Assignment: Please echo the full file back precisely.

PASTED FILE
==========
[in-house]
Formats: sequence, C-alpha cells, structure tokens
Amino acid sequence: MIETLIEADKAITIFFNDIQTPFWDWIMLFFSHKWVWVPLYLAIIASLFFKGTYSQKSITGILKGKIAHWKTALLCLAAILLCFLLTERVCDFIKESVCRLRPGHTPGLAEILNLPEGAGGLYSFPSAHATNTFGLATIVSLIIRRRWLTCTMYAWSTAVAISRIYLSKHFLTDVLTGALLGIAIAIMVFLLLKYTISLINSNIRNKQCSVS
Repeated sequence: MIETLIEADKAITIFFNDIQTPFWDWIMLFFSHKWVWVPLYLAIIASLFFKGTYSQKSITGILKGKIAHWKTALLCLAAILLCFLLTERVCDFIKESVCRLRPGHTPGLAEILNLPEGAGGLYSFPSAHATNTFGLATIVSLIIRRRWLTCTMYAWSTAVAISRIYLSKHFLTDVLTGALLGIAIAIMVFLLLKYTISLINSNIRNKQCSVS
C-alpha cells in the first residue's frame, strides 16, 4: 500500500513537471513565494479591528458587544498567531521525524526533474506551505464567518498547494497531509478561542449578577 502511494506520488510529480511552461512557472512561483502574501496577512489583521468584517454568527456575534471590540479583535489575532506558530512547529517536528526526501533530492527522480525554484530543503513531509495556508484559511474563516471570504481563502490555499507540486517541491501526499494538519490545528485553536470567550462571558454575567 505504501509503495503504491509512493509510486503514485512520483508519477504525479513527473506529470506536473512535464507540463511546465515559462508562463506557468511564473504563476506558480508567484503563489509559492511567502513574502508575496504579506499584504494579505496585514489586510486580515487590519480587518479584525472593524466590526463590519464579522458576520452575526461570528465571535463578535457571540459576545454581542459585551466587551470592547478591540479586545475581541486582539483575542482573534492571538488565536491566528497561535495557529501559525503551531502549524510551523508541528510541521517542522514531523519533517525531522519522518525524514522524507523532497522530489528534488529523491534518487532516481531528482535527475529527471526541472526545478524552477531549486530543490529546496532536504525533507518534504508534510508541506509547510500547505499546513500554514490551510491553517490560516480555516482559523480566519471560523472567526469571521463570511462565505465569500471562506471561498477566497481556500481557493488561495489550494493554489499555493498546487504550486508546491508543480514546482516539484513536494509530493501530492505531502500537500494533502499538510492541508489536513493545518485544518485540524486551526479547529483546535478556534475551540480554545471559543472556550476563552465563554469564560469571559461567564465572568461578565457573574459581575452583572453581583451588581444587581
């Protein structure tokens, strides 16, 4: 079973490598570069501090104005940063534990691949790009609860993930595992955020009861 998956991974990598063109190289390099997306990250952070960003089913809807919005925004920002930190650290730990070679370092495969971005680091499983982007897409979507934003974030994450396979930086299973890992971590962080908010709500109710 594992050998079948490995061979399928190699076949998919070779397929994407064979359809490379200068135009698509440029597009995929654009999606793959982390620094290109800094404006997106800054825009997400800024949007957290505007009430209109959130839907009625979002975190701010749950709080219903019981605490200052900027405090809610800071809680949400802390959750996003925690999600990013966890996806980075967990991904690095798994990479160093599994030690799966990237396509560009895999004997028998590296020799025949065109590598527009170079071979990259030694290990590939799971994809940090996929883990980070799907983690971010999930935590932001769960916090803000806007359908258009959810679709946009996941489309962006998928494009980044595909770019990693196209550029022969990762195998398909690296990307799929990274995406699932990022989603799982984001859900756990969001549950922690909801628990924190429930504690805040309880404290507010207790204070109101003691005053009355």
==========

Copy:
[in-house]
Formats: sequence, C-alpha cells, structure tokens
Amino acid sequence: MIETLIEADKAITIFFNDIQTPFWDWIMLFFSHKWVWVPLYLAIIASLFFKGTYSQKSITGILKGKIAHWKTALLCLAAILLCFLLTERVCDFIKESVCRLRPGHTPGLAEILNLPEGAGGLYSFPSAHATNTFGLATIVSLIIRRRWLTCTMYAWSTAVAISRIYLSKHFLTDVLTGALLGIAIAIMVFLLLKYTISLINSNIRNKQCSVS
Repeated sequence: MIETLIEADKAITIFFNDIQTPFWDWIMLFFSHKWVWVPLYLAIIASLFFKGTYSQKSITGILKGKIAHWKTALLCLAAILLCFLLTERVCDFIKESVCRLRPGHTPGLAEILNLPEGAGGLYSFPSAHATNTFGLATIVSLIIRRRWLTCTMYAWSTAVAISRIYLSKHFLTDVLTGALLGIAIAIMVFLLLKYTISLINSNIRNKQCSVS
C-alpha cells in the first residue's frame, strides 16, 4: 500500500513537471513565494479591528458587544498567531521525524526533474506551505464567518498547494497531509478561542449578577 502511494506520488510529480511552461512557472512561483502574501496577512489583521468584517454568527456575534471590540479583535489575532506558530512547529517536528526526501533530492527522480525554484530543503513531509495556508484559511474563516471570504481563502490555499507540486517541491501526499494538519490545528485553536470567550462571558454575567 505504501509503495503504491509512493509510486503514485512520483508519477504525479513527473506529470506536473512535464507540463511546465515559462508562463506557468511564473504563476506558480508567484503563489509559492511567502513574502508575496504579506499584504494579505496585514489586510486580515487590519480587518479584525472593524466590526463590519464579522458576520452575526461570528465571535463578535457571540459576545454581542459585551466587551470592547478591540479586545475581541486582539483575542482573534492571538488565536491566528497561535495557529501559525503551531502549524510551523508541528510541521517542522514531523519533517525531522519522518525524514522524507523532497522530489528534488529523491534518487532516481531528482535527475529527471526541472526545478524552477531549486530543490529546496532536504525533507518534504508534510508541506509547510500547505499546513500554514490551510491553517490560516480555516482559523480566519471560523472567526469571521463570511462565505465569500471562506471561498477566497481556500481557493488561495489550494493554489499555493498546487504550486508546491508543480514546482516539484513536494509530493501530492505531502500537500494533502499538510492541508489536513493545518485544518485540524486551526479547529483546535478556534475551540480554545471559543472556550476563552465563554469564560469571559461567564465572568461578565457573574459581575452583572453581583451588581444587581
């Protein structure tokens, strides 16, 4: 079973490598570069501090104005940063534990691949790009609860993930595992955020009861 998956991974990598063109190289390099997306990250952070960003089913809807919005925004920002930190650290730990070679370092495969971005680091499983982007897409979507934003974030994450396979930086299973890992971590962080908010709500109710 594992050998079948490995061979399928190699076949998919070779397929994407064979359809490379200068135009698509440029597009995929654009999606793959982390620094290109800094404006997106800054825009997400800024949007957290505007009430209109959130839907009625979002975190701010749950709080219903019981605490200052900027405090809610800071809680949400802390959750996003925690999600990013966890996806980075967990991904690095798994990479160093599994030690799966990237396509560009895999004997028998590296020799025949065109590598527009170079071979990259030694290990590939799971994809940090996929883990980070799907983690971010999930935590932001769960916090803000806007359908258009959810679709946009996941489309962006998928494009980044595909770019990693196209550029022969990762195998398909690296990307799929990274995406699932990022989603799982984001859900756990969001549950922690909801628990924190429930504690805040309880404290507010207790204070109101003691005053009355």